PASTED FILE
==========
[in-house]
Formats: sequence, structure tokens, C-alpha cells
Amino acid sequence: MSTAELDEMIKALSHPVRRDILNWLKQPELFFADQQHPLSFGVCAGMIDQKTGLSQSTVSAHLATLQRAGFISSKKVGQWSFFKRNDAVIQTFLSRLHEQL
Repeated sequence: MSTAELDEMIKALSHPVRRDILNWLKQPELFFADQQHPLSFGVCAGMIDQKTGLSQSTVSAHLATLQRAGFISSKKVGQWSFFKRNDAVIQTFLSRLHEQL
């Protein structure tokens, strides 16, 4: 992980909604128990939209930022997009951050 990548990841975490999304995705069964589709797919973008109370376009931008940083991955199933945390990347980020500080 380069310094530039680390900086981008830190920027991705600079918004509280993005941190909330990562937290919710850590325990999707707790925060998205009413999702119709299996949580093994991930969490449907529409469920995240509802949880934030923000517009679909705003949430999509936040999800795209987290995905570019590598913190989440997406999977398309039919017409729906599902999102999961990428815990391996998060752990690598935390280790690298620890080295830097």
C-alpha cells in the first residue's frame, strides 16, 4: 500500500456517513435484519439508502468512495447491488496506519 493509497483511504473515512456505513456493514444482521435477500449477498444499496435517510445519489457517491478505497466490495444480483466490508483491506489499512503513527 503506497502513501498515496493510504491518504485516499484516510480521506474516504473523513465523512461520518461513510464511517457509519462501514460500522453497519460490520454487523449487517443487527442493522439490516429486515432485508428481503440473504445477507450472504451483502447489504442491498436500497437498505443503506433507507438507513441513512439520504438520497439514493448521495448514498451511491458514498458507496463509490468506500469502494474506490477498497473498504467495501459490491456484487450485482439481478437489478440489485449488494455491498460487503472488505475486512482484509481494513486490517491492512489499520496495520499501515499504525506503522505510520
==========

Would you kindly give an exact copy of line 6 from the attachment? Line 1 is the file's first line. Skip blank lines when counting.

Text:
C-alpha cells in the first residue's frame, strides 16, 4: 500500500456517513435484519439508502468512495447491488496506519 493509497483511504473515512456505513456493514444482521435477500449477498444499496435517510445519489457517491478505497466490495444480483466490508483491506489499512503513527 503506497502513501498515496493510504491518504485516499484516510480521506474516504473523513465523512461520518461513510464511517457509519462501514460500522453497519460490520454487523449487517443487527442493522439490516429486515432485508428481503440473504445477507450472504451483502447489504442491498436500497437498505443503506433507507438507513441513512439520504438520497439514493448521495448514498451511491458514498458507496463509490468506500469502494474506490477498497473498504467495501459490491456484487450485482439481478437489478440489485449488494455491498460487503472488505475486512482484509481494513486490517491492512489499520496495520499501515499504525506503522505510520